bu·​col·​ic | \ byü-ˈkä-lik How to pronounce bucolic (audio) \

Definition of bucolic

1 : of or relating to shepherds or herdsmen : pastoral
2a : relating to or typical of rural life
b : idyllic

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Other Words from bucolic

bucolically \ byü-​ˈkä-​li-​k(ə-​)lē How to pronounce bucolically (audio) \ adverb

Synonyms & Antonyms for bucolic


country, pastoral, rural, rustic (also rustical)



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The Origin of Bucolic Is "Utterly" Quaint

We get bucolic from the Latin word bucolicus, which is ultimately from the Greek word boukolos, meaning "cowherd." When bucolic was first used in English in the early 17th century, it meant "pastoral" in a narrow sense - that is, it referred to things related to shepherds or herdsmen and in particular to pastoral poetry. Later in the 19th century, it was applied more broadly to things rural or rustic. Bucolic has also been occasionally used as a noun meaning "a pastoral poem" or "a bucolic person."

Examples of bucolic in a Sentence

Pine Ridge …  . Its generic blandness and vaguely bucolic quality anticipated similar names—the Oak Parks and River Groves and Lake Forests and Chestnut Hills … — Ian Frazier, On the Rez, 2000 … the massive population growth has transformed a collection of bucolic villages and mill towns into a chain of strip-mall suburbs. — Jonathan Cohn, New Republic, 7 Feb. 2000 … Intel gives its generations of microprocessors such bucolic code names as Deschutes, Tillamook, and Katmai but then rolls them out with names that rival those of popes and medieval heads of state: Pentium the III, Celeron the Meek, and Xeon the Magnificent. — Jake Kirchner, PC Magazine, 25 May 1999 … the North Shore commuter train scuds through bucolic landscape for a while, the rocks and trees permitting glimpses of Appleton Farms … — John Updike, New England Monthly, October 1989 a bucolic region where farms are still common
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Recent Examples on the Web

While on the premises, guests have the opportunity to tour the State Rooms of the house, and wander the bucolic grounds. Perri Ormont Blumberg, Southern Living, "This Summer, Tour Princess Diana's Childhood Home Like Never Before," 12 June 2019 Although Stoner is the probably top spot for street-style skate parks, the Eastside's El Sereno skate park, nestled under a bucolic hillside, offers street skating with a relaxed vibe. Barbara Odanaka, latimes.com, "A guide to L.A.’s best skate parks," 7 June 2019 Fashion designer Jason Wu so loved the local artwork in his suite at bucolic boutique property Estancia Vik (also known for its horse stables; from $380) that the staff arranged a visit with artist Marcelo Legrand. Kathryn Romeyn, The Hollywood Reporter, "Where Katy Perry, Francis Ford Coppola Hang Out in South America," 7 June 2019 Today this bucolic artisan community (just over an hour by train from Manhattan) is renowned for its wealth of mid-century modern homes, about 80 of them tucked among historic colonials and farmhouses. Laura Kiniry, Smithsonian, "The 15 Best Small Towns to Visit in 2019," 6 June 2019 As Sarah Lewis’ set design — arches covered with paintings of lush greenery — suggests, this Surrey backwater is a soft, bucolic place. Kerry Reid, chicagotribune.com, "'Emma' at Lifeline Theatre: Jane Austen's matchmaking story is played for warmth and laughs," 6 June 2019 Four floors above the sluggish crawl of Manhattan traffic, a bucolic scene is playing out across a sunlit conference room. Laura Regensdorf, Vogue, "This New Natural Beauty Startup is Raising the Bar on Sustainable Packaging," 30 Apr. 2018 The setting of American Players Theatre (APT), officially part of the village of Spring Green, is relentlessly idyllic, on 110 acres in the bucolic Wisconsin River Valley. Elisabeth Vincentelli, WSJ, "Small-Town Theaters Worth the Trip," 16 Aug. 2018 Mountain Goat Lodge Salida, Colorado Mountain Goat Lodge is a bucolic farm and B&B in the high desert of Colorado. Lindsay Cohn, USA TODAY, "Agriturismo, American style: 8 farm and food experiences in the USA," 15 June 2018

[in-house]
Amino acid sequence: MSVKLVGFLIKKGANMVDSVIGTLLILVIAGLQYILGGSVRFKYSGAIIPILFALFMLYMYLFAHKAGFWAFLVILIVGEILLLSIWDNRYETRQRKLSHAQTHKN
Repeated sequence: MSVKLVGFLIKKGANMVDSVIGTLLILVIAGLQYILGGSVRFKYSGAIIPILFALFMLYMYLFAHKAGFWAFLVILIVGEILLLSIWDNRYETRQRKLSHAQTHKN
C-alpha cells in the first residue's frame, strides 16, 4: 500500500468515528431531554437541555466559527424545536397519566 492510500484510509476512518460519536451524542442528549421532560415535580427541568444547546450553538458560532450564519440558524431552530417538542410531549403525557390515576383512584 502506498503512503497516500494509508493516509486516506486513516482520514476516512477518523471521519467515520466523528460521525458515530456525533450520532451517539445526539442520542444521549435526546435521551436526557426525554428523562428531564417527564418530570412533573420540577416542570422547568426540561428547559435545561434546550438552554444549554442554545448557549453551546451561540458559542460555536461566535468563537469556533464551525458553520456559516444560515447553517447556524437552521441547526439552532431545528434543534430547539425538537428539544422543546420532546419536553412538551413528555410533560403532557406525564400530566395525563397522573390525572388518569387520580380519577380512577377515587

These example sentences are selected automatically from various online news sources to reflect current usage of the word 'bucolic.' Views expressed in the examples do not represent the opinion of Merriam-Webster or its editors. Send us feedback.

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First Known Use of bucolic

circa 1609, in the meaning defined at sense 1

History and Etymology for bucolic

Latin bucolicus, from Greek boukolikos, from boukolos cowherd, from bous head of cattle + -kolos (akin to Latin colere to cultivate) — more at cow, wheel

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Last Updated

16 Jun 2019

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Time Traveler for bucolic

The first known use of bucolic was circa 1609

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English Language Learners Definition of bucolic

literary + formal : of or relating to the country or country life

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Spanish Central: Translation of bucolic

Nglish: Translation of bucolic for Spanish Speakers

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